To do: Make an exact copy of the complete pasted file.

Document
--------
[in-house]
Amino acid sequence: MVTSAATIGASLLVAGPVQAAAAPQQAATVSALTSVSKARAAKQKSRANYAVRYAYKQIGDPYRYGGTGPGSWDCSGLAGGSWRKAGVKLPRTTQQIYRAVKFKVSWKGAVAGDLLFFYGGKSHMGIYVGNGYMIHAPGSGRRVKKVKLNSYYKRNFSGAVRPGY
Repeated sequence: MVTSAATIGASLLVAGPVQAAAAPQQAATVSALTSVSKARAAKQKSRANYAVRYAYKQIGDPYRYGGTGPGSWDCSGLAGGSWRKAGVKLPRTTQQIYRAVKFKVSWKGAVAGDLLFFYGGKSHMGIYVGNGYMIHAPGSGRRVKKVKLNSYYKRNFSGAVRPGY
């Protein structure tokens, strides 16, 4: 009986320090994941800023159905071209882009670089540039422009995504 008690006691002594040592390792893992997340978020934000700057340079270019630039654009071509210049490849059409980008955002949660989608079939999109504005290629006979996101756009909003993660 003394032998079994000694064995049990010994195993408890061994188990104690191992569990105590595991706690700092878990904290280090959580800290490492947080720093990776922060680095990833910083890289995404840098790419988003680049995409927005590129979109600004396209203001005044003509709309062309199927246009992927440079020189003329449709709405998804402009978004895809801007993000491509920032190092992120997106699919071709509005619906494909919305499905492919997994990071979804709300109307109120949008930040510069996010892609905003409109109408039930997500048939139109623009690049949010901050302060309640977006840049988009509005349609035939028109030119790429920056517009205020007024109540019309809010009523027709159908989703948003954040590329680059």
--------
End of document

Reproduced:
[in-house]
Amino acid sequence: MVTSAATIGASLLVAGPVQAAAAPQQAATVSALTSVSKARAAKQKSRANYAVRYAYKQIGDPYRYGGTGPGSWDCSGLAGGSWRKAGVKLPRTTQQIYRAVKFKVSWKGAVAGDLLFFYGGKSHMGIYVGNGYMIHAPGSGRRVKKVKLNSYYKRNFSGAVRPGY
Repeated sequence: MVTSAATIGASLLVAGPVQAAAAPQQAATVSALTSVSKARAAKQKSRANYAVRYAYKQIGDPYRYGGTGPGSWDCSGLAGGSWRKAGVKLPRTTQQIYRAVKFKVSWKGAVAGDLLFFYGGKSHMGIYVGNGYMIHAPGSGRRVKKVKLNSYYKRNFSGAVRPGY
């Protein structure tokens, strides 16, 4: 009986320090994941800023159905071209882009670089540039422009995504 008690006691002594040592390792893992997340978020934000700057340079270019630039654009071509210049490849059409980008955002949660989608079939999109504005290629006979996101756009909003993660 003394032998079994000694064995049990010994195993408890061994188990104690191992569990105590595991706690700092878990904290280090959580800290490492947080720093990776922060680095990833910083890289995404840098790419988003680049995409927005590129979109600004396209203001005044003509709309062309199927246009992927440079020189003329449709709405998804402009978004895809801007993000491509920032190092992120997106699919071709509005619906494909919305499905492919997994990071979804709300109307109120949008930040510069996010892609905003409109109408039930997500048939139109623009690049949010901050302060309640977006840049988009509005349609035939028109030119790429920056517009205020007024109540019309809010009523027709159908989703948003954040590329680059």